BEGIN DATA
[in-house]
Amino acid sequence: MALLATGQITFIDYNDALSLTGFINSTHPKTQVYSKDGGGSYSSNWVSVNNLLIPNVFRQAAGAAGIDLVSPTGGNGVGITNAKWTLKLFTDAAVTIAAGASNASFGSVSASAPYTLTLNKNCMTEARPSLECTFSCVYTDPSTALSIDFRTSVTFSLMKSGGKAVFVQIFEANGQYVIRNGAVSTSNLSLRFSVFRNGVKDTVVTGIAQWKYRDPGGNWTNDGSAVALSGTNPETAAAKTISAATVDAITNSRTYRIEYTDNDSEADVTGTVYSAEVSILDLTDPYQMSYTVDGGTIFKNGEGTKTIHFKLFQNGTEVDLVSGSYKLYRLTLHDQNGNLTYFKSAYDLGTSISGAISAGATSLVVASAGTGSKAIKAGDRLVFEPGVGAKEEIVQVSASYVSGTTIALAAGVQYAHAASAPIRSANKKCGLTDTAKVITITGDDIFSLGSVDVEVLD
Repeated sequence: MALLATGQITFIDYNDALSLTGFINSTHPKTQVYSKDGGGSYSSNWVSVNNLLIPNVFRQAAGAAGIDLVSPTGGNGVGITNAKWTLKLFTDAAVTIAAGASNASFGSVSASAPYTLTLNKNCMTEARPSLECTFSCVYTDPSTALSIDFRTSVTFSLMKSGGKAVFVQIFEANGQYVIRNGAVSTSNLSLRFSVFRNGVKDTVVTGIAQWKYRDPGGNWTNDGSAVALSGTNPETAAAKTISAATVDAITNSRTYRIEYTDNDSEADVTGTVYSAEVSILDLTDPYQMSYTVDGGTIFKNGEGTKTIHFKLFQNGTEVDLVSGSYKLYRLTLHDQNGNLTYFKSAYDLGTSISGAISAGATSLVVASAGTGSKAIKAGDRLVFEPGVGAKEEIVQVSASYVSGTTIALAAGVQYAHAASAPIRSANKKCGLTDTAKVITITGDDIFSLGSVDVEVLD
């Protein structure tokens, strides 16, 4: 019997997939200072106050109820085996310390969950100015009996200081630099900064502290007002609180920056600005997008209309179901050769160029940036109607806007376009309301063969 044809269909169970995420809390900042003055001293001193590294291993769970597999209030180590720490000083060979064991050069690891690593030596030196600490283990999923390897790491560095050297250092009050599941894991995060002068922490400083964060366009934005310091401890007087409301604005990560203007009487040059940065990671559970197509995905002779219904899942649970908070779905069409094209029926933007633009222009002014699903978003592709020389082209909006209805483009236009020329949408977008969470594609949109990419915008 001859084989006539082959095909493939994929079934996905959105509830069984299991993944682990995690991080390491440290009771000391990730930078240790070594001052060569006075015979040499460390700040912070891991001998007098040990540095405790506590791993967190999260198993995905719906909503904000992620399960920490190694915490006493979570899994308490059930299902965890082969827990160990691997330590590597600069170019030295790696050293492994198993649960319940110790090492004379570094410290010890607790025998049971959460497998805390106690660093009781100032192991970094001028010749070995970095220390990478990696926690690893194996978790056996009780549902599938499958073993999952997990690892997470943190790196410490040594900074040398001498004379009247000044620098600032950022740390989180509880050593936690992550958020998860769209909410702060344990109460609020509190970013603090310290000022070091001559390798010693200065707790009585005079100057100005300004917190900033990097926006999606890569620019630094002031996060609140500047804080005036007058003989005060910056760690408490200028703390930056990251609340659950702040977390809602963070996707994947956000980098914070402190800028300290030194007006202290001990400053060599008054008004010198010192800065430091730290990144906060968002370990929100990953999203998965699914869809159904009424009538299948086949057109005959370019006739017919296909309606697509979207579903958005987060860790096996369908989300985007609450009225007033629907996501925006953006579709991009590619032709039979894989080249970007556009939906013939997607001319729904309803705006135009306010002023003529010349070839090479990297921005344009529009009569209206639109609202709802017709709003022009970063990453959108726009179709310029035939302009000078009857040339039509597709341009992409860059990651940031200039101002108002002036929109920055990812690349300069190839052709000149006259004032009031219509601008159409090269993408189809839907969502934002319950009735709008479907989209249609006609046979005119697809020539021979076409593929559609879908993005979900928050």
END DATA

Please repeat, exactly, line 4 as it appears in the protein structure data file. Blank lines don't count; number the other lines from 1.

């Protein structure tokens, strides 16, 4: 019997997939200072106050109820085996310390969950100015009996200081630099900064502290007002609180920056600005997008209309179901050769160029940036109607806007376009309301063969 044809269909169970995420809390900042003055001293001193590294291993769970597999209030180590720490000083060979064991050069690891690593030596030196600490283990999923390897790491560095050297250092009050599941894991995060002068922490400083964060366009934005310091401890007087409301604005990560203007009487040059940065990671559970197509995905002779219904899942649970908070779905069409094209029926933007633009222009002014699903978003592709020389082209909006209805483009236009020329949408977008969470594609949109990419915008 001859084989006539082959095909493939994929079934996905959105509830069984299991993944682990995690991080390491440290009771000391990730930078240790070594001052060569006075015979040499460390700040912070891991001998007098040990540095405790506590791993967190999260198993995905719906909503904000992620399960920490190694915490006493979570899994308490059930299902965890082969827990160990691997330590590597600069170019030295790696050293492994198993649960319940110790090492004379570094410290010890607790025998049971959460497998805390106690660093009781100032192991970094001028010749070995970095220390990478990696926690690893194996978790056996009780549902599938499958073993999952997990690892997470943190790196410490040594900074040398001498004379009247000044620098600032950022740390989180509880050593936690992550958020998860769209909410702060344990109460609020509190970013603090310290000022070091001559390798010693200065707790009585005079100057100005300004917190900033990097926006999606890569620019630094002031996060609140500047804080005036007058003989005060910056760690408490200028703390930056990251609340659950702040977390809602963070996707994947956000980098914070402190800028300290030194007006202290001990400053060599008054008004010198010192800065430091730290990144906060968002370990929100990953999203998965699914869809159904009424009538299948086949057109005959370019006739017919296909309606697509979207579903958005987060860790096996369908989300985007609450009225007033629907996501925006953006579709991009590619032709039979894989080249970007556009939906013939997607001319729904309803705006135009306010002023003529010349070839090479990297921005344009529009009569209206639109609202709802017709709003022009970063990453959108726009179709310029035939302009000078009857040339039509597709341009992409860059990651940031200039101002108002002036929109920055990812690349300069190839052709000149006259004032009031219509601008159409090269993408189809839907969502934002319950009735709008479907989209249609006609046979005119697809020539021979076409593929559609879908993005979900928050």